Monday, December 29, 2008

Other

I'm noticing, lately, how my children are not me.

Pie, for instance, was showing my mother her fingers the other day. "You've got four fingers!" my mother enthused, "And a thumb!"

"Yes," Pie replied solemnly, "but one of them hurts."

Her finger hurts, a private soreness that she experiences without my awareness of it - a part of her subjective experience (however minor) from which I am excluded.

Perhaps it's the Christmas holidays. During the school year, my children head off bravely each morning to face the day on their own, Bub glowering resentfully, Pie gliding zombie-like towards the terrifying groups of playing children at her day-care. I realize, usually, that my children are not me.

For these couple of weeks, however, we return to something like our old symbiotic connection, spending the days holed up at home while snowmageddon rages outside. I keep mental track throughout the day of how long it has been since Pie peed on the potty; I notice when Bub does the dance that means he needs to be nudged in that direction. But all along they are thinking their private thoughts, living in a world of which I am only tangentially aware.

Yesterday we went to a birthday party. This was not a party for the faint of heart: it included upwards of fifteen children aged five and under, all gathered at a conservation area which featured a birds of prey exhibit and a play barn full of horses and sheep. A guide led us from place to place, stopping the children periodically to quiz them on trivia questions like "What does a chicken say?" and "What is a baby duck called?"

Bub was mostly oblivious to these questions, scampering around the barn while the other children clucked obediently. The one exception to this pattern occurred during the birds of prey show. The children sat on a series of risers as the guide showed them a Great Horned owl. "What do you think this owl would like to eat?" she asked. Chicken, someone suggested, with surprising accuracy. "Yes," the guide answered, "this bird does like to eat chicken. Is there anything else it might eat besides chicken?"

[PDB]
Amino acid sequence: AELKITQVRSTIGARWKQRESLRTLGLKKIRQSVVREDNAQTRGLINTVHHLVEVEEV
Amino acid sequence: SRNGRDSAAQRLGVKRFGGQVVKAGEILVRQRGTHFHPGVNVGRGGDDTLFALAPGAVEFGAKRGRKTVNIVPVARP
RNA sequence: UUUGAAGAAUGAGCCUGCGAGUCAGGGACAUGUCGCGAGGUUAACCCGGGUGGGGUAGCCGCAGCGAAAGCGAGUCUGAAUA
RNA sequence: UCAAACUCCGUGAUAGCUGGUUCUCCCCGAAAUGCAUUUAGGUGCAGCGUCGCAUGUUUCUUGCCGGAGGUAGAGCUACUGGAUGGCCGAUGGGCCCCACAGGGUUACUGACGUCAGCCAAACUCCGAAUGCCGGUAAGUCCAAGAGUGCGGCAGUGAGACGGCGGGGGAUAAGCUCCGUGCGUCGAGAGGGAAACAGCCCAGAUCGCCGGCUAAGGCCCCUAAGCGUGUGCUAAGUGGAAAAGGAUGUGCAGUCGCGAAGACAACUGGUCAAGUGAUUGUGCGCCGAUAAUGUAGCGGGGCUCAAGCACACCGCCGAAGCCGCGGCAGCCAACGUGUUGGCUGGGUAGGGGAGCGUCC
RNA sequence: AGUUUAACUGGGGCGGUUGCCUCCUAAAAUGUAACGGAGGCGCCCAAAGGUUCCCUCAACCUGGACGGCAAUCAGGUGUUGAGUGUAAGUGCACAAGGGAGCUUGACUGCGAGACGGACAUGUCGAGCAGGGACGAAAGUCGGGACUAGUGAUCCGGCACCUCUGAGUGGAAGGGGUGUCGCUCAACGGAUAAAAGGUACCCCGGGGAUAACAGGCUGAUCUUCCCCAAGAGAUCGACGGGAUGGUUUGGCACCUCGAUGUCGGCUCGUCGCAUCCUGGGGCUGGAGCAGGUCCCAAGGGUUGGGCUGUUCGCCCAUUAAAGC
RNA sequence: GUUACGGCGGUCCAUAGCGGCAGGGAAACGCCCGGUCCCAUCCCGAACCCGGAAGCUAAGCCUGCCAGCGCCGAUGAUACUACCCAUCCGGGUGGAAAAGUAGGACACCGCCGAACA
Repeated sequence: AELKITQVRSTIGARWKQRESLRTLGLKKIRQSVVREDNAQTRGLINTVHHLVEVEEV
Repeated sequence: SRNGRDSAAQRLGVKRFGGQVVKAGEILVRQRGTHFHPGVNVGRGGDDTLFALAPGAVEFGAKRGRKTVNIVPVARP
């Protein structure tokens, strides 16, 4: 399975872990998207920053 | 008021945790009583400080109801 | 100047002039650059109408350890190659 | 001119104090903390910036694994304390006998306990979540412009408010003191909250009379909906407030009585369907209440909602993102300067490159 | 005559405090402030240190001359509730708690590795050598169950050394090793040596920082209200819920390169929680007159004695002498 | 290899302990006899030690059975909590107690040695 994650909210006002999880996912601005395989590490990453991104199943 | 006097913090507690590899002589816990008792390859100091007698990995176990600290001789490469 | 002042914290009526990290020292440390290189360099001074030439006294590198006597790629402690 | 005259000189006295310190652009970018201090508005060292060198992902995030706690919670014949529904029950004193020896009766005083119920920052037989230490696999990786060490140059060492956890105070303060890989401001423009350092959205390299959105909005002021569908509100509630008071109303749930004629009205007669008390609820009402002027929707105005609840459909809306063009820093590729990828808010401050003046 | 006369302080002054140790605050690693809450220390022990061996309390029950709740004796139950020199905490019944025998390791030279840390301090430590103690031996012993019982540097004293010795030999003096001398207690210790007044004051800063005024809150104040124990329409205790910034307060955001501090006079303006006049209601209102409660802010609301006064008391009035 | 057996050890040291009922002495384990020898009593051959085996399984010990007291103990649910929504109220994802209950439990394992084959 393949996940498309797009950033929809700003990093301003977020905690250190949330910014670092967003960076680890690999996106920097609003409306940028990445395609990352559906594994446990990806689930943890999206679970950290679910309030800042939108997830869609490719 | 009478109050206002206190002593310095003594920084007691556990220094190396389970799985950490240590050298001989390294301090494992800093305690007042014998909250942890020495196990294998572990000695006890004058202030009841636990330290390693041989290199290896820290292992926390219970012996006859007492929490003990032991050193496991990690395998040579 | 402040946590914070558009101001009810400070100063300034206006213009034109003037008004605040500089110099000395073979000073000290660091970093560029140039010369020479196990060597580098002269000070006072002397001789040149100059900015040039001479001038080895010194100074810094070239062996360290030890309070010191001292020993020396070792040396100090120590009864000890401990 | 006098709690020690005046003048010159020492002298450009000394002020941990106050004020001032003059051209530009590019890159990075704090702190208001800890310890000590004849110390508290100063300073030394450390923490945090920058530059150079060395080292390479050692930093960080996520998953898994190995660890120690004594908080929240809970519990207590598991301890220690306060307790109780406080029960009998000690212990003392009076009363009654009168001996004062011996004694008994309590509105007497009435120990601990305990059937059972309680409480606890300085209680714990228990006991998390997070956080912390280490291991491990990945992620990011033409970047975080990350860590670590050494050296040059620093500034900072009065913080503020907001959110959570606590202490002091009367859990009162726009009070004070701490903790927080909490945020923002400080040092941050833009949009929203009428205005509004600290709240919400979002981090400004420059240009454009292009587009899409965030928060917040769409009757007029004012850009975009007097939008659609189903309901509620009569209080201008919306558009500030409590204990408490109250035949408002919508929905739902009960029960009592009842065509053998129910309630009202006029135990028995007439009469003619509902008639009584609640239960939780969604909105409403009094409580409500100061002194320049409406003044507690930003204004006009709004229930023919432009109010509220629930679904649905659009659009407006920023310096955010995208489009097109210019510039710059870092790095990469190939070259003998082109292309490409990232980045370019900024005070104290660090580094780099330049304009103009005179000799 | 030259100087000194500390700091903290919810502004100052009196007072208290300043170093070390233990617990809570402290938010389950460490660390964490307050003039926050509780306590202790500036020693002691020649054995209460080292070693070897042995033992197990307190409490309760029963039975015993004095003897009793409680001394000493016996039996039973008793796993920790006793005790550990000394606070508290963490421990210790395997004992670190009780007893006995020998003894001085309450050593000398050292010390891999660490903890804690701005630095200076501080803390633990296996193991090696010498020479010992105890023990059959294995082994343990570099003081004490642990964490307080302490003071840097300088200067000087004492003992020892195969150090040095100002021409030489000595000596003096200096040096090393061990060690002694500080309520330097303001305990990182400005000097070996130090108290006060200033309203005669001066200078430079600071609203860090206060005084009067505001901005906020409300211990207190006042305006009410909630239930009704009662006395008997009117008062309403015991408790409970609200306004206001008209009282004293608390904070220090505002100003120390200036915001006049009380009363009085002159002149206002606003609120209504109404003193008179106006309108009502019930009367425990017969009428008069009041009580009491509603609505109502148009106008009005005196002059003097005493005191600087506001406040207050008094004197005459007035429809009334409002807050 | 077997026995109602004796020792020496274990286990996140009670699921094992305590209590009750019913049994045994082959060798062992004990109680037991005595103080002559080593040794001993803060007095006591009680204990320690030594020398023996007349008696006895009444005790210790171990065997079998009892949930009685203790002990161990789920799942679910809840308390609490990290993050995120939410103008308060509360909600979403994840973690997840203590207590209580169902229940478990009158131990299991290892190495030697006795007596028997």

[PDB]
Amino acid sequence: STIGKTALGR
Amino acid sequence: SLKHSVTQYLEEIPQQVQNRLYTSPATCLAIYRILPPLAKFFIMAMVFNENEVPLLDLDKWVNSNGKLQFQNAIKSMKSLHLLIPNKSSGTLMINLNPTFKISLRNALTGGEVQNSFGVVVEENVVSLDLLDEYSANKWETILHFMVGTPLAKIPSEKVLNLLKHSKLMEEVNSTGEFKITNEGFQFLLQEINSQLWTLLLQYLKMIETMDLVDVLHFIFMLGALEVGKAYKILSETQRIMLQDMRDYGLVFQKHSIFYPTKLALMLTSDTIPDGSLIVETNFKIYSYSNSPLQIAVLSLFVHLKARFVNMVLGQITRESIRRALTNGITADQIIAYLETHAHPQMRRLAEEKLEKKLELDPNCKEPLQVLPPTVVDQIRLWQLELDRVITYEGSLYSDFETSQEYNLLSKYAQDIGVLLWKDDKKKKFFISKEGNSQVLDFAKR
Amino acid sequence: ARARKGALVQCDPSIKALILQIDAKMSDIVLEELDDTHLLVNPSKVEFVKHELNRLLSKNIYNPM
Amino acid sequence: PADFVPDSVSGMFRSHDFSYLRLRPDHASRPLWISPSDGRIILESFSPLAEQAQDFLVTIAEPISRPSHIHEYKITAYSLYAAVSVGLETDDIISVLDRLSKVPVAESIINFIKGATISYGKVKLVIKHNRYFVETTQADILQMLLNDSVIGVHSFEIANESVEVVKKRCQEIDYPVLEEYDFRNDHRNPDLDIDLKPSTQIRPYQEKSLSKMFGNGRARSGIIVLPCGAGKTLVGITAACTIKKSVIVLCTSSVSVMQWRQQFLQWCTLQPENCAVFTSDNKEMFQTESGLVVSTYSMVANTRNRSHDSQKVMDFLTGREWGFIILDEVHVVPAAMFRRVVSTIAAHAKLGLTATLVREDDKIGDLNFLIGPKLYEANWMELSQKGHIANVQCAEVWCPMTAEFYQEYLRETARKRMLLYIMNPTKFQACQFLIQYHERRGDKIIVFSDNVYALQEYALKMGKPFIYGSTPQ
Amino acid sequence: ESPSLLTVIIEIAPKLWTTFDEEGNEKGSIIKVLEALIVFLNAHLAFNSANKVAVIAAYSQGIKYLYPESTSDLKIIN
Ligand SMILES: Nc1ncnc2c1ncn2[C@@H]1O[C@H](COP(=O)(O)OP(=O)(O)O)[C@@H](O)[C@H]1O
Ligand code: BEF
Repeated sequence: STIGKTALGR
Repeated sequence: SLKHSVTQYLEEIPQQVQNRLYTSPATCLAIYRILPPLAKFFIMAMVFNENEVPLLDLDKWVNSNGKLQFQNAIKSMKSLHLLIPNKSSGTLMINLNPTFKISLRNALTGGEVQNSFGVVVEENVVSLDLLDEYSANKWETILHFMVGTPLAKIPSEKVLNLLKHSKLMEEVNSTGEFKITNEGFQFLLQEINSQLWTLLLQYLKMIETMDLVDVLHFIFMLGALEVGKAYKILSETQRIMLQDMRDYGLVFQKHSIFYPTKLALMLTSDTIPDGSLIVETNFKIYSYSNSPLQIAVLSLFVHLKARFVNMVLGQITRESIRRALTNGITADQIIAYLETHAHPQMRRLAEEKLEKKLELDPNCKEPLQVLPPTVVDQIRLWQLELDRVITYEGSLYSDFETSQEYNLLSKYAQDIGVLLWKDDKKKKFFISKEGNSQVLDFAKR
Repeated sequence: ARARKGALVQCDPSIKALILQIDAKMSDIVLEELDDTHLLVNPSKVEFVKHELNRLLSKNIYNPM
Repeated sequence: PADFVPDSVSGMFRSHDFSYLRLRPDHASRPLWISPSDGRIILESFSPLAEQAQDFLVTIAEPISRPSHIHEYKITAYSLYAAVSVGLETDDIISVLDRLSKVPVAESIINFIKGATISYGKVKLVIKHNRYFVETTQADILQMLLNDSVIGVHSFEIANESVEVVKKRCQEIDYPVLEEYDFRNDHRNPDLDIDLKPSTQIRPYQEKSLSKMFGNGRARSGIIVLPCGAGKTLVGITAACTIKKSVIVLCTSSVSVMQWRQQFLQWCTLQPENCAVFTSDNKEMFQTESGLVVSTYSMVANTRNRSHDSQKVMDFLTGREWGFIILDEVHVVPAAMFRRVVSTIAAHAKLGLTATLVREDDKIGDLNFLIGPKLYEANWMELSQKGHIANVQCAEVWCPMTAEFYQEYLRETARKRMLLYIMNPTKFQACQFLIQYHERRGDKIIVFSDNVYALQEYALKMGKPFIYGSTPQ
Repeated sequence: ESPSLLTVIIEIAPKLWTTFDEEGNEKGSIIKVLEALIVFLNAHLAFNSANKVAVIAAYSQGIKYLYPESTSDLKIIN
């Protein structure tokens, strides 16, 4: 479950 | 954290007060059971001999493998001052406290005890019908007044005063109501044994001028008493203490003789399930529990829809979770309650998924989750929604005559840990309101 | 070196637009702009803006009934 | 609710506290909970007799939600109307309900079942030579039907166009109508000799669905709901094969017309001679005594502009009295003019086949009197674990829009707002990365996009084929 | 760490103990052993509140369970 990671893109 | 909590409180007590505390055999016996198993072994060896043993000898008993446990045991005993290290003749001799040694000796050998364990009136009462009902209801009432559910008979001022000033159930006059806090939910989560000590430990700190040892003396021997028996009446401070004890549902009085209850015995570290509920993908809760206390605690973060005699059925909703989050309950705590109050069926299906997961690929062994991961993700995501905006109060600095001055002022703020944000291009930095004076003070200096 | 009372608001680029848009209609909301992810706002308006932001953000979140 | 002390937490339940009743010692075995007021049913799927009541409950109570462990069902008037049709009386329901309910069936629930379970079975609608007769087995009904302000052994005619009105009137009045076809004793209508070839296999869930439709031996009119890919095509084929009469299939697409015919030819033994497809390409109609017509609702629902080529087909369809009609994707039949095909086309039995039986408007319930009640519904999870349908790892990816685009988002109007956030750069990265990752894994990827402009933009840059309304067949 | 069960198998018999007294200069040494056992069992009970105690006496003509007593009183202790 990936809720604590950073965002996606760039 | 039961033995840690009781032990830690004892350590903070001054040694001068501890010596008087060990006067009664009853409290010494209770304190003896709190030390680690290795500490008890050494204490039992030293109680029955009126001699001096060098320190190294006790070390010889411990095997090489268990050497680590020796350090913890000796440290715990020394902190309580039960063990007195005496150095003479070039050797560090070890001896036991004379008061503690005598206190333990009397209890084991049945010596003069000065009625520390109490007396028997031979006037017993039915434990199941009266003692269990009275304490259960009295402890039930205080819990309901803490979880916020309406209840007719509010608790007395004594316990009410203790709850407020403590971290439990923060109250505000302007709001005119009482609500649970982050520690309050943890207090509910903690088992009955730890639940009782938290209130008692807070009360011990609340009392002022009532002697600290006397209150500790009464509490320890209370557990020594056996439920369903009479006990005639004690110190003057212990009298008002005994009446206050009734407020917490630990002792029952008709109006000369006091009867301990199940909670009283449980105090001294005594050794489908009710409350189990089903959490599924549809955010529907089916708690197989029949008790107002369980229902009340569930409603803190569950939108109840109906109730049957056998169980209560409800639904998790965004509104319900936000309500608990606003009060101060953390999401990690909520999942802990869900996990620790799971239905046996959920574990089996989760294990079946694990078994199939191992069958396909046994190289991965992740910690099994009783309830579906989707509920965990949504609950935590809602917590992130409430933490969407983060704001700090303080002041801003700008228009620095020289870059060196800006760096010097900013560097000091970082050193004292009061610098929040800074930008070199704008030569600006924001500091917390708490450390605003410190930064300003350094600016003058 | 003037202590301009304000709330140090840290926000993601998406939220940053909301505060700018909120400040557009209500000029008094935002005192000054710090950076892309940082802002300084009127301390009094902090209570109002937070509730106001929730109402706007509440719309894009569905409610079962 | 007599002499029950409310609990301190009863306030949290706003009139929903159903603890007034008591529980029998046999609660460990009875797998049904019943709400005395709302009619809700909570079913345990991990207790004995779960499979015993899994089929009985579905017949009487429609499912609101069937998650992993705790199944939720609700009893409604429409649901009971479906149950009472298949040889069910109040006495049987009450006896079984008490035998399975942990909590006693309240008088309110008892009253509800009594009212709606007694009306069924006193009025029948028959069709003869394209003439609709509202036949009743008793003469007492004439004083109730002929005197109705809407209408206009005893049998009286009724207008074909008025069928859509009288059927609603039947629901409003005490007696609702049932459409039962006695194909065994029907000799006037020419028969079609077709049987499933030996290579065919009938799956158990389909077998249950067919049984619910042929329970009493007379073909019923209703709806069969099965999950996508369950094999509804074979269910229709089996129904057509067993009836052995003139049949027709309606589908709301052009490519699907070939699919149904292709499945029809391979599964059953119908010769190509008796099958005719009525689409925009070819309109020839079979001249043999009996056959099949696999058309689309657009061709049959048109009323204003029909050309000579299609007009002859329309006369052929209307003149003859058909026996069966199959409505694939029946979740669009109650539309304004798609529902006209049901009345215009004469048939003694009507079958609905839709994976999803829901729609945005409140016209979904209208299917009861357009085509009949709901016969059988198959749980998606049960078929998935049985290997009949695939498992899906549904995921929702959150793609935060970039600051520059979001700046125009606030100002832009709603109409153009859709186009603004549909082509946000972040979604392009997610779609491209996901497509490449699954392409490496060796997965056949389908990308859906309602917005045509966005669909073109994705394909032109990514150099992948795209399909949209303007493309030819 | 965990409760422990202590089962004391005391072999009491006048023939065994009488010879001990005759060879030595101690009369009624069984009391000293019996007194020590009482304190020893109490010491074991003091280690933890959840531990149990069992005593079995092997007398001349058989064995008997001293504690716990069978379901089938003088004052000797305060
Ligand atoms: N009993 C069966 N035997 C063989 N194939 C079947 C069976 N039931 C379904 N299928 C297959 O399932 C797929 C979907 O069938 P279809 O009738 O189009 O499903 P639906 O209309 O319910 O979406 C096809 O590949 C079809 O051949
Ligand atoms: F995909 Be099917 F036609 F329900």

There was a short pause, and then Bub's voice rang out. "Frosted Flakes!"

Bub does not even eat Frosted Flakes. What would make him so confident of this strange answer that he would belt it out in that setting? "I think he knew he was saying something funny," hubby suggested to me afterwards. "He had quite a smirk on his face."

As we drove home later that night, Pie slept in the back seat while hubby and I analyzed the day in the front. Suddenly we heard Bub chuckling to himself. I turned around to see him grinning widely. "I said the owl would eat Frosted Flakes!" he muttered, chuckling again, his private joke like a tiny window into an inner conversation from which I am still mostly excluded.

17 comments:

Kelly said...

Separating from our children is a sad and beautiful process.

Veronica Mitchell said...

I still laugh at my own jokes too. Clever boy.

Omaha Mama said...

I know exactly what you mean, and how much it hurts sometimes. I couldn't put it into words so well though. You said it just right.

minnesotamom said...

"I am the funniest person I know," I always say to my husband. "Because I get ALL of my jokes."

slouching mom said...

That is a lesson I've had to learn repeatedly. It doesn't seem to stick. But it's so important. God, is it ever important.

(Especially as my elder hits the tween years...)

wheelsonthebus said...

at least his little world has humor in it :)

Mimi said...

I've begun asking Munchkin, lately, what she's thinking about--she's developed this habit (like me) of sitting quite still and staring off, brow furrowed, into the middle distance. Her answers (and she's always ready with answers) surprise me: pulling the cat's tail, playing with her new doll house, eating a grilled cheese sandwich. There's stuff going on in there. Weird.

Beck said...

I remember being stricken by the very IDEA that someday my kids minds would be this total secret to me, but so far I can still read them like water. A quiet and secret people we are not.

Mad said...

A few weeks ago Miss M became solemn after dinner for no apparent reason. Suddenly she said, "I have the bad thinking." We asked if we could cheer her up and she said, "No, sometimes you just have to wait for the bad thinking to go away by itself."

I was flattened. Yes, their minds are their own and we get only glimpses after a while.

HarryJack's Mom said...

Oh, so well said - I've been dealing with this a lot at our house lately. As Kelly said, sad and beautiful and awesome. Happy New Year!

Anonymous said...

I forgot that moment! LOL :)

TTYL,
MLD

Bea said...

Mad - I had the bad thinking myself a couple of weeks ago. Ugh.

Kyla said...

It is so strange to think that they have whole worlds inside their little minds, worlds we only have an occasional peek into.

Anon said...

Love your son's healthy sense of irony at such a young age. He is a creative person.

I always loved and still do love seeing my (now grown) children separating from us; it is healthy to have an inner life that is yours personally.

(Your) Anon

Kelly said...

I love when they start to truly develop a sense of humor. Not just potty jokes, not just loud noises and silly faces, but something unexpected and delightful.

Magpie said...

That is utterly charming.

kittenpie said...

I love it when they show their sense of humour!